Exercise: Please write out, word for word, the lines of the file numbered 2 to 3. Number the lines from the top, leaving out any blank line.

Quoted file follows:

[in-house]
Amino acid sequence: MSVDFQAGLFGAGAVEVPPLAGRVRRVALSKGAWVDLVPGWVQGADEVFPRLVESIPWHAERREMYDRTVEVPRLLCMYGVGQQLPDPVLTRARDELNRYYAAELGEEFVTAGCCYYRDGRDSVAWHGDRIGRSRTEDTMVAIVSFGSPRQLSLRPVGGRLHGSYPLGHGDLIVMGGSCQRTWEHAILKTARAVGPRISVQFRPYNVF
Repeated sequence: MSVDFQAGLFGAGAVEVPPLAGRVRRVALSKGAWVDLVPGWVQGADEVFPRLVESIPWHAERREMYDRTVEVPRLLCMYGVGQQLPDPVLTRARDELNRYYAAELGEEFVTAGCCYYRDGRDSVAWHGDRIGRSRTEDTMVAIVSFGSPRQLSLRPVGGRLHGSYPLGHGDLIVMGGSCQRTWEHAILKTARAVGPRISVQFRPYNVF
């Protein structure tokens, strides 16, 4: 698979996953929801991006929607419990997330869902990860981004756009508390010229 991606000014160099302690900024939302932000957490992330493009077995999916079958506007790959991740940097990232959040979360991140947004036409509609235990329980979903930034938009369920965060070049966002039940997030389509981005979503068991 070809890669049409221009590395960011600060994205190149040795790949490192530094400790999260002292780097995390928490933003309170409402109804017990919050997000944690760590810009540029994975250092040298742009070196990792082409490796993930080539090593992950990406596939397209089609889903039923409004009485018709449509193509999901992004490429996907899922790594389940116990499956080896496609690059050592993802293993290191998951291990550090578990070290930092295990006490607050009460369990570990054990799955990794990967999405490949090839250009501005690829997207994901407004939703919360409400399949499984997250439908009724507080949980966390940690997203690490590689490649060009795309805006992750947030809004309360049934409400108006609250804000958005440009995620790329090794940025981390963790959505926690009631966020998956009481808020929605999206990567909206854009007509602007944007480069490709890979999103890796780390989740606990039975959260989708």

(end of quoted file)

Amino acid sequence: MSVDFQAGLFGAGAVEVPPLAGRVRRVALSKGAWVDLVPGWVQGADEVFPRLVESIPWHAERREMYDRTVEVPRLLCMYGVGQQLPDPVLTRARDELNRYYAAELGEEFVTAGCCYYRDGRDSVAWHGDRIGRSRTEDTMVAIVSFGSPRQLSLRPVGGRLHGSYPLGHGDLIVMGGSCQRTWEHAILKTARAVGPRISVQFRPYNVF
Repeated sequence: MSVDFQAGLFGAGAVEVPPLAGRVRRVALSKGAWVDLVPGWVQGADEVFPRLVESIPWHAERREMYDRTVEVPRLLCMYGVGQQLPDPVLTRARDELNRYYAAELGEEFVTAGCCYYRDGRDSVAWHGDRIGRSRTEDTMVAIVSFGSPRQLSLRPVGGRLHGSYPLGHGDLIVMGGSCQRTWEHAILKTARAVGPRISVQFRPYNVF